And as long as we're talking polls, the Chris Bell blog has the latest Texas Poll numbers for the Governor's race:
General Election Match-up
46 - Rick Perry (R, inc.)
25 - Chris Bell (D)
13 - Kinky Friedman (I)
55 - Rick Perry
24 - Carole Strayhorn
11 - undecided
On the other hand, you've got an incumbent Governor pulling less than a majority against a so far not terribly well-known opponent. Perry does better here than he has in the Zogby Interactive polls, which have had him down around 40%, but this is still a mediocre showing. His popularity ticked up a bit last month, but he's still under 50% there with at least as much disapproval. Why shouldn't the general election be the more interesting of the two contests?
Finally, I note that Perry is up in this poll over the Zobgys by about as much as Kinky Friedman is down. That may well mean nothing, but it's interesting to me anyway. Until we get a head-to-head survey, we can only speculate (as Karl-T does) about who Friedman draws his support from.
Side note: Apparently, QR has the GOP primary numbers as 55/24, not 65/24. Either way, one race features an incumbent who's safely above 50%, the other does not. You tell me which has more possibilities.
UPDATE: Here's the Chron story. It also has Perry/Strayhorn at 55/24, so I've corrected it in my blockquote. Perry is more popular in the Texas poll than he is in SurveyUSA:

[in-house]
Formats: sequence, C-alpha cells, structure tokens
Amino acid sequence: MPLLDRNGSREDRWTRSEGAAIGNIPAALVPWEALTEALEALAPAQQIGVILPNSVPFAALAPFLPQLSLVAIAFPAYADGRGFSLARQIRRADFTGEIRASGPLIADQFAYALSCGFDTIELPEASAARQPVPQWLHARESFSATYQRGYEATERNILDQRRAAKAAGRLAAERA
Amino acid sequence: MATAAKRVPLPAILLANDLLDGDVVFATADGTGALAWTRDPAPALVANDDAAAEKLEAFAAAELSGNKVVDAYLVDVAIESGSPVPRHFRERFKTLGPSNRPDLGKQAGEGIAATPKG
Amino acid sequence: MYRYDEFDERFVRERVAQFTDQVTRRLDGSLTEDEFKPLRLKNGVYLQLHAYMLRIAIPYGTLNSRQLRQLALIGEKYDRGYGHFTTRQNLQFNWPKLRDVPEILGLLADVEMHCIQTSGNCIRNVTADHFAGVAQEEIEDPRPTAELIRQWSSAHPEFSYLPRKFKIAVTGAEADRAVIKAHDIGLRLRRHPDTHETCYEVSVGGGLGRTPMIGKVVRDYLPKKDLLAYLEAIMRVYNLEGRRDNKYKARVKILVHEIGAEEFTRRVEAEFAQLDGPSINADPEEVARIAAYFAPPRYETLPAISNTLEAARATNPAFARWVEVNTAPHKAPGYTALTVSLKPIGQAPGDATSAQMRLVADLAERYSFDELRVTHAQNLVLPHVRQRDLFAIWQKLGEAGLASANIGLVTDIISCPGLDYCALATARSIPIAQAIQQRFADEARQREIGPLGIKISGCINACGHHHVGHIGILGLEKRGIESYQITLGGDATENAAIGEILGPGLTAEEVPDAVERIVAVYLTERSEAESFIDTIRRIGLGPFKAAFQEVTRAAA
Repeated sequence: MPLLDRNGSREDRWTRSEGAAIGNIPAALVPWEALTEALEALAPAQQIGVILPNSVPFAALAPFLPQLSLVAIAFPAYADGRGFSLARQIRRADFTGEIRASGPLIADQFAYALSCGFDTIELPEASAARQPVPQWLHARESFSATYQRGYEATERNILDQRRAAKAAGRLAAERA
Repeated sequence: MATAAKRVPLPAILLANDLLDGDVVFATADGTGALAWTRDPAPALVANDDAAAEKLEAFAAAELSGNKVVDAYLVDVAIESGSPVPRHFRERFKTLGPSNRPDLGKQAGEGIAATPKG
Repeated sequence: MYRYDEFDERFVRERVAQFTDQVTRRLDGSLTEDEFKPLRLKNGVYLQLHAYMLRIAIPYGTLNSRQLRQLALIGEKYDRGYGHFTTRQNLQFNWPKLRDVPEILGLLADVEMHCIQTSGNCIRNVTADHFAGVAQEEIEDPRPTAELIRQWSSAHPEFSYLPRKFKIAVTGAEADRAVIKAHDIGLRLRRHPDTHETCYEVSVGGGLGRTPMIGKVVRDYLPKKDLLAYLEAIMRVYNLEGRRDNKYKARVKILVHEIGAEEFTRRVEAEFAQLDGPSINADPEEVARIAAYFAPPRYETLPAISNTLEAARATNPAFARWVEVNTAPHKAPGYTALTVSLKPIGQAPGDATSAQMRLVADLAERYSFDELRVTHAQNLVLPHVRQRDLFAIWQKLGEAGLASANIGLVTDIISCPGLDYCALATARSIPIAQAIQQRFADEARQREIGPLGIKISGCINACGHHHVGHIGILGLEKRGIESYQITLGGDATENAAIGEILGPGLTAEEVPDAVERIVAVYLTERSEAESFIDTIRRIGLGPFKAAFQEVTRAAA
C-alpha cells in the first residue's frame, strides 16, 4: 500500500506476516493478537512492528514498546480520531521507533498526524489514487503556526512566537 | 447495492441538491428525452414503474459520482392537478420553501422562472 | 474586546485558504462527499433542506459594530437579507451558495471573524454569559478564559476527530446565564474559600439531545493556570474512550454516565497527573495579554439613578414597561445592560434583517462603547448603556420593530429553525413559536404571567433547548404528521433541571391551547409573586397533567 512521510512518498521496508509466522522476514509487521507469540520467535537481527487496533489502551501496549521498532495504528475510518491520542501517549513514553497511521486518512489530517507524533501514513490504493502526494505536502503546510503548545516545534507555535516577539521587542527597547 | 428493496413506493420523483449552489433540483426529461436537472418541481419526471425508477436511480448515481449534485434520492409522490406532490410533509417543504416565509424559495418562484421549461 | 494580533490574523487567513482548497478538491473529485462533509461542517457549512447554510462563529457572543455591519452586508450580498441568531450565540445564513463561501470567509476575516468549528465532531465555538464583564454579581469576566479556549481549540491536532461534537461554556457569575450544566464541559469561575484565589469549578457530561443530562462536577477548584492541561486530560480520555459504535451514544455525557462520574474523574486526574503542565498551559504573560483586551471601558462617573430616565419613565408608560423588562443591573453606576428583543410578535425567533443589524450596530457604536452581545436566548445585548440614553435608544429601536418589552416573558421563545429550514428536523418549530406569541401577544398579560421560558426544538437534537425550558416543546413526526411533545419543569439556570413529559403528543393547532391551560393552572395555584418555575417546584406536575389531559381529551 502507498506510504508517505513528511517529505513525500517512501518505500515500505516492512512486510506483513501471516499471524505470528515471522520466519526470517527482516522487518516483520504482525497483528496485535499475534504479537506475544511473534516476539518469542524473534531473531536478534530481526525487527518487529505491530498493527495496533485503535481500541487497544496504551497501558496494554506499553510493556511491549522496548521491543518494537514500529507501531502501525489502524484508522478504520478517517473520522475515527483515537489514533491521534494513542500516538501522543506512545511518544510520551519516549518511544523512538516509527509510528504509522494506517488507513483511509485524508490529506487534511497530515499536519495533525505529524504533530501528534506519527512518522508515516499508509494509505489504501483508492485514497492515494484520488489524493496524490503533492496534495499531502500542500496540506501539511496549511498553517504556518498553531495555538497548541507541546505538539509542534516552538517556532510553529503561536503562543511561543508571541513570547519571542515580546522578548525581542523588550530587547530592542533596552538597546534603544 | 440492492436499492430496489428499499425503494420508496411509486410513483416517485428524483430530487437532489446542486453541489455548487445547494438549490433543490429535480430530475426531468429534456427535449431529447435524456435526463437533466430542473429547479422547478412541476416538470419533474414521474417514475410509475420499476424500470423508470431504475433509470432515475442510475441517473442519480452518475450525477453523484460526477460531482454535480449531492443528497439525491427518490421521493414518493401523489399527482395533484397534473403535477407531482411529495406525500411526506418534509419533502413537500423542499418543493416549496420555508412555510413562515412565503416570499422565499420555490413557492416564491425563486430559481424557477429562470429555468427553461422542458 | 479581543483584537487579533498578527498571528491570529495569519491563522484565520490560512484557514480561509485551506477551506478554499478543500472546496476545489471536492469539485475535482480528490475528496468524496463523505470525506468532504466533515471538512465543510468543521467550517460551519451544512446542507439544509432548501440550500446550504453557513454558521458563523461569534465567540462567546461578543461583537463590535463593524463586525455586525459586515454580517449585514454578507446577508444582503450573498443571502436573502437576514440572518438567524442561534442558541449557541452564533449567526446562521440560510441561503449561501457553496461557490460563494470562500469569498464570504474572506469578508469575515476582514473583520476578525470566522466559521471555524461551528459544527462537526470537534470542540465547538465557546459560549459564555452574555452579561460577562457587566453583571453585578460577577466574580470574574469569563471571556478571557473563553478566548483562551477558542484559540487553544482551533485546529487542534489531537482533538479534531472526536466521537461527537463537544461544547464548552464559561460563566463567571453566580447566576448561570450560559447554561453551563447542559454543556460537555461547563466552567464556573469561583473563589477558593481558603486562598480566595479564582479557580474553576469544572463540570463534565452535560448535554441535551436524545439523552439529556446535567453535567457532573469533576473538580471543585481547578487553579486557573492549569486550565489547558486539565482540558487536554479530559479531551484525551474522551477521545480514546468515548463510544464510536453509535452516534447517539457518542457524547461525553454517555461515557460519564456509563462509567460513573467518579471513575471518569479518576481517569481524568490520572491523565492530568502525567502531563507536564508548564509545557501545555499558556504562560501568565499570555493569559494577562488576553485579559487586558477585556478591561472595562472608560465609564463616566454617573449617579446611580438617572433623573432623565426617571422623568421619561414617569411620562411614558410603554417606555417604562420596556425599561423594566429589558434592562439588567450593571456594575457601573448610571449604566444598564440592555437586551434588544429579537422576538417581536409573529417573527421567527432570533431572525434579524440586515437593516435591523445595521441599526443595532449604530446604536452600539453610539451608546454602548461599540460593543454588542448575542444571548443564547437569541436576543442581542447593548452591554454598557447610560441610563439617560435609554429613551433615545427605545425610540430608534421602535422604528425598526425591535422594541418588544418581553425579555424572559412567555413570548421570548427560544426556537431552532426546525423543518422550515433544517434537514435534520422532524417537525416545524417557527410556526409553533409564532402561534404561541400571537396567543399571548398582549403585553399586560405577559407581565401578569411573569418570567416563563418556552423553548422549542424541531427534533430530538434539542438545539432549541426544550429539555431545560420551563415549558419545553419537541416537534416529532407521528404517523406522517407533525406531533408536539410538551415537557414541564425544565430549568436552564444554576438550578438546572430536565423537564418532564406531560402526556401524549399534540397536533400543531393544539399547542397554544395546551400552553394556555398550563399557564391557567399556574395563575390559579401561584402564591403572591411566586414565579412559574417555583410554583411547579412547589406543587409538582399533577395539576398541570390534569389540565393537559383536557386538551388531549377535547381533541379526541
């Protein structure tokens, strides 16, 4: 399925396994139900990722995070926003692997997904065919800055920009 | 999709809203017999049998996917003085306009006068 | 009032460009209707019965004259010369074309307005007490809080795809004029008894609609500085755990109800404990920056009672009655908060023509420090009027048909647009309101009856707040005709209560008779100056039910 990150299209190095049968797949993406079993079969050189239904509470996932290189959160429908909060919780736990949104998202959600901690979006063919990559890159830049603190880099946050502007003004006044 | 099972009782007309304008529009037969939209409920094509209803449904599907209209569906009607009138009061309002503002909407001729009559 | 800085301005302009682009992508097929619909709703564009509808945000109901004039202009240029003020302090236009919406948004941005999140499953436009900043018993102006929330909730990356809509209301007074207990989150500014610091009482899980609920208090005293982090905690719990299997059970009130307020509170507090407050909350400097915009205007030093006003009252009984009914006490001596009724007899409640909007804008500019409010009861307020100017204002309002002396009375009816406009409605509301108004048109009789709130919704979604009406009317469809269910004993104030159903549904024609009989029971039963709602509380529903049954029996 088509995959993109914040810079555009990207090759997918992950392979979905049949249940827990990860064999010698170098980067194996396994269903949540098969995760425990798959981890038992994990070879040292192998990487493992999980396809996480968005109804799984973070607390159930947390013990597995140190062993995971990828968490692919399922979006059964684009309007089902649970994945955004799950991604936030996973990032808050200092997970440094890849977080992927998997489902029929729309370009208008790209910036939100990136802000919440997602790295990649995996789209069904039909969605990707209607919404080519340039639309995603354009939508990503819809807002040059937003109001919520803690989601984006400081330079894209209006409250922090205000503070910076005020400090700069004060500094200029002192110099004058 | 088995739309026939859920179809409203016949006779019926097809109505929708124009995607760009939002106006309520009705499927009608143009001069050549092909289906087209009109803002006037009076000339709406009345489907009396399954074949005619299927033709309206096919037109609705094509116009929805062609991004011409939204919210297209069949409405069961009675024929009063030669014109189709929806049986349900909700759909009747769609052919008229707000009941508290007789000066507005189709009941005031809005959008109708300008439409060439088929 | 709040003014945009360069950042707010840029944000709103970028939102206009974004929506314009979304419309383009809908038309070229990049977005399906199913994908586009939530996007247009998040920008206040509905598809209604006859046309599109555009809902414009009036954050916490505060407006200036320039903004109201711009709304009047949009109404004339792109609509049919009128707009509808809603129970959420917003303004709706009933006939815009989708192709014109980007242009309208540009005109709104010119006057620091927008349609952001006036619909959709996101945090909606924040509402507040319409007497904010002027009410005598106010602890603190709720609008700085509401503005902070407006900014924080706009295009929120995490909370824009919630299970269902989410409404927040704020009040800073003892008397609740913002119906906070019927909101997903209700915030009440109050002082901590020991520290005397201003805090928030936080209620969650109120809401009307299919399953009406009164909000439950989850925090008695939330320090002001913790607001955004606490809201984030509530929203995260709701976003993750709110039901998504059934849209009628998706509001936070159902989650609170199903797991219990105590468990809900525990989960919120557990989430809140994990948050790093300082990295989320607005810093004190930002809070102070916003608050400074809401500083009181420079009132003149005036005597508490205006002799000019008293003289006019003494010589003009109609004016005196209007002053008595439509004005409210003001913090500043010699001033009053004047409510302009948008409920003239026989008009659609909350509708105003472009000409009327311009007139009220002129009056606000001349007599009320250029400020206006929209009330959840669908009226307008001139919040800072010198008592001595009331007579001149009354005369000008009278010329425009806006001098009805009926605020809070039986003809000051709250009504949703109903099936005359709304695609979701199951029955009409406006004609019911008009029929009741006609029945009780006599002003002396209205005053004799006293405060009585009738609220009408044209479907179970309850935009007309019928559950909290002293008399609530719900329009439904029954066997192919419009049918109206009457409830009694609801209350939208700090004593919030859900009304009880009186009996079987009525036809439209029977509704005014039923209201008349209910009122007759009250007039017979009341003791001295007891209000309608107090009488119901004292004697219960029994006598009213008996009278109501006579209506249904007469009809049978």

The governor, whose job approval rating had sunk to 39 percent in September, following his and the Legislature's repeated failures to cut school property taxes and overhaul education spending, was buoyed by a 10-point favorable jump in how Texans now view his performance.
Forty-nine percent of Texans now approve of the governor's work, according to the poll, while 37 percent disapprove and 14 percent don't know.
The boost mainly stems from the positive publicity that the governor received from hurricanes Katrina and Rita, said University of Texas at Austin government professor Bruce Buchanan.
Perry deployed National Guard troops to devastated areas, and state government helped find shelter for evacuees from Louisiana and the Texas coast.
"The governor got right on TV and jumped on that," he pointed out.
Southern Methodist University political scientist Cal Jillson agreed the hurricane publicity helped Perry, but he said short memories about the summer's failed education sessions also were likely a factor.
By the way, this survey also provides some corroboration for the Gallup poll on Tom DeLay:
Almost half of the respondents (49 percent) had an unfavorable opinion of U.S. Rep. Tom DeLay, R-Sugar Land, the former House Majority Leader who has been indicted on criminal charges relating to financing of state legislative races.